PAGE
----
Implementing a robust health information system and conducting quality checks locally can optimize clinical management, workload, and utilization of POC diagnostics. Policymakers remarked that traditional paper-based data systems have disadvantages in data duplicity, where the same data is entered into different sources by different users. Thus, this leads to data losses across the cascade, as providers experience added workload, therefore, see less value in entering the same data across multiple points. Providers echoed this by reporting that gaps within health information sharing, especially with notifying the release of patient VL results, is an important factor that led to missed VL results discussion with patients and further intervention for non-suppression. On the other hand, electronic records system provides a centralized platform to store health data, which reduces data duplicity and allows data sharing on the national level. Thus, benefits were seen with using an electronic records system for the scale up of VL testing to assure clinical care continuity, health information sharing, and reduction of workload for providers.

Concerns with quality control led some providers to be less willing to utilize POC VL testing. Providers felt like they needed more validation and control over the process in order to be able to rely on POC VL testing. Among providers and policymakers, there was consensus to conducting quality checks locally at the facilities where POC VL testing is implemented to boost clinical staff confidence.

Capacity building and partnership development for sustainable VL testing system

Policymakers and providers believed that a sustainable VL testing system will require capacity building and collaborative partnerships. With considerations for the increased workload brought by POC diagnostic implementation, providers and policymakers recommended expanding testing capacity by training more staff and equipping labs with POC testing devices. In addition, policymakers advised building collaborative partnerships between key stakeholders involved in implementing POC VL diagnostic as a vital step in developing a seamless process for VL testing procedures and patient management. The integration of POC VL testing into the current centralized system involves streamlining testing recommendations and the development of new guidelines. This process requires effective communication between different stakeholders.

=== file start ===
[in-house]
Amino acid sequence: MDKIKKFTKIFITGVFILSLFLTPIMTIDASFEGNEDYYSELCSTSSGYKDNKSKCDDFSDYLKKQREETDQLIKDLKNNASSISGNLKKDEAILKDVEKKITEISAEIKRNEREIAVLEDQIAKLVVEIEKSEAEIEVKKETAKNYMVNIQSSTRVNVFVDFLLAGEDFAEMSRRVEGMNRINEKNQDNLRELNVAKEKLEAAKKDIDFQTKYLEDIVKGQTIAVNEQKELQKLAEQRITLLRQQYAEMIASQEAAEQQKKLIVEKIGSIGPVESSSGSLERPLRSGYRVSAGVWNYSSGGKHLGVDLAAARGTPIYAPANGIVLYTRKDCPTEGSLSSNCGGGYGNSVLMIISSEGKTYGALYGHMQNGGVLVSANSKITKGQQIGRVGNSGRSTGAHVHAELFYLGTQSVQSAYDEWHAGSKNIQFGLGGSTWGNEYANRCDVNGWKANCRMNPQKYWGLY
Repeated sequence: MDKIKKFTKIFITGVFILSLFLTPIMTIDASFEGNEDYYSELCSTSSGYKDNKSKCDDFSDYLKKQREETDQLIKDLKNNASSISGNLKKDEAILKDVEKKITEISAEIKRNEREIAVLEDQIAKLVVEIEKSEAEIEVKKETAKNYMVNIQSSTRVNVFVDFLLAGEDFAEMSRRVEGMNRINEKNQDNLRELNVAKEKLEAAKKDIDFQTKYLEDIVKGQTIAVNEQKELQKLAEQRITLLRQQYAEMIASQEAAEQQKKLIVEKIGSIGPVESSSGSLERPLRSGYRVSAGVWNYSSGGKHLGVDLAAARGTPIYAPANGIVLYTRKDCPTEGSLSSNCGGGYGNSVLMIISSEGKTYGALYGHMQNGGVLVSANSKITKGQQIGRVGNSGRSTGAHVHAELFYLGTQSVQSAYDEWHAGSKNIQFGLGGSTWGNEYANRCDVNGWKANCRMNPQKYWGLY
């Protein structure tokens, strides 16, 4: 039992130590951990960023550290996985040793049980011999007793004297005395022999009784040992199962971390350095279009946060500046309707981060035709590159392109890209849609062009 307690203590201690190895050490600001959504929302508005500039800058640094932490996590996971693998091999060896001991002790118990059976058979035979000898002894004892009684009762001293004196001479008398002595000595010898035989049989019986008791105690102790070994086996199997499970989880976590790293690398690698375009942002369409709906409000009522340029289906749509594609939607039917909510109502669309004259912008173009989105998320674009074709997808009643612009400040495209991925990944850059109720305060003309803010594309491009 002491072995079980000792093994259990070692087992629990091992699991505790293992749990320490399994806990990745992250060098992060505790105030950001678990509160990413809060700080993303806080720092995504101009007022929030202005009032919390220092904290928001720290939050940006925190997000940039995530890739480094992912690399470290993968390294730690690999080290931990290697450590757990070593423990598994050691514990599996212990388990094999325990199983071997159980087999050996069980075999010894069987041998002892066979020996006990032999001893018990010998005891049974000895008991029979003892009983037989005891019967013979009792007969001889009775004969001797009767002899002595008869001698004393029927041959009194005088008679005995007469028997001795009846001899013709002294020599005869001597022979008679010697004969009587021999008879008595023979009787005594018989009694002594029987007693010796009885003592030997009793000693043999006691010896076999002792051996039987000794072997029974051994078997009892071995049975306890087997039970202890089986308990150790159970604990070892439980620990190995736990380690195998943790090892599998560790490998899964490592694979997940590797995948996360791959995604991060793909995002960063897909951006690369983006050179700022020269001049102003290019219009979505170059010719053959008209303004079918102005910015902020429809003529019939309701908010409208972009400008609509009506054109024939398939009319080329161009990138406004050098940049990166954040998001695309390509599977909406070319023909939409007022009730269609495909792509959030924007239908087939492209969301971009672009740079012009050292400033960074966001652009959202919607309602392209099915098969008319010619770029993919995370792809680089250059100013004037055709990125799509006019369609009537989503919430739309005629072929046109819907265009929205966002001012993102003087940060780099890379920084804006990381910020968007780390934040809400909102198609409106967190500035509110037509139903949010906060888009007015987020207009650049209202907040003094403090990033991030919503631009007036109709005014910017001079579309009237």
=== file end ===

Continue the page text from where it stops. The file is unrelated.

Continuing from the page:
Envisioning the ideal testing experience

Key informants were asked to envision the ideal testing experience by providing recommendations for the optimal testing frequency, blood drawing amount, testing setting, testing cost, and results delivery method. Despite reported anxiety experienced during blood draws, there was a clear consensus that every three months was the ideal testing frequency for children and pregnant/postpartum women among all groups of key informants. Patients/caregivers reported that receiving sufficient explanations and education from providers could successfully alleviate their concerns with blood drawing. However, some providers and patients/caregivers also suggested modifying the sampling amount to small amounts or even finger pricks, if feasible, to relieve patients' anxiety during the procedure. When asked about the ideal setting for performing VL testing, providers generally preferred VL testing to be conducted at the healthcare facility's laboratory, by a lab technician instead of directly by themselves, to assure the quality of testing, minimize contamination, improve clinic flow and prevent increasing their workload. Surprisingly, most informants, including patients/caregivers, indicated they were willing to contribute towards VL testing costs. Most patients/caregivers determined 200 Kenyan Shillings (approximately USD 1.85) or less to be a reasonable price for paying out-of-pocket for a POC VL test for which they could receive the result before leaving the facility.

In addition, patients/caregivers desired punctual and informative communication for VL testing results. Overwhelmingly, patients/caregivers reported phone calls or text messaging as the preferred method of results communication. Patients/caregivers said that delivering results by phone can save trips to the clinic and ensure timely reception of results. However, participants also raised concerns about inadvertent disclosure of HIV status, as phone sharing between family and community members is a common practice in Kenya. To ensure the confidentiality of medical information, several patients/caregivers proposed to confirm the patient's identity before delivering VL results. Patients/caregivers recommended the content of the call or text message to include the patient's name, followed by the exact number of HIV-1 RNA copies detected from testing. Other patients/caregivers also suggested incorporating words of encouragement to motivate ART adherence.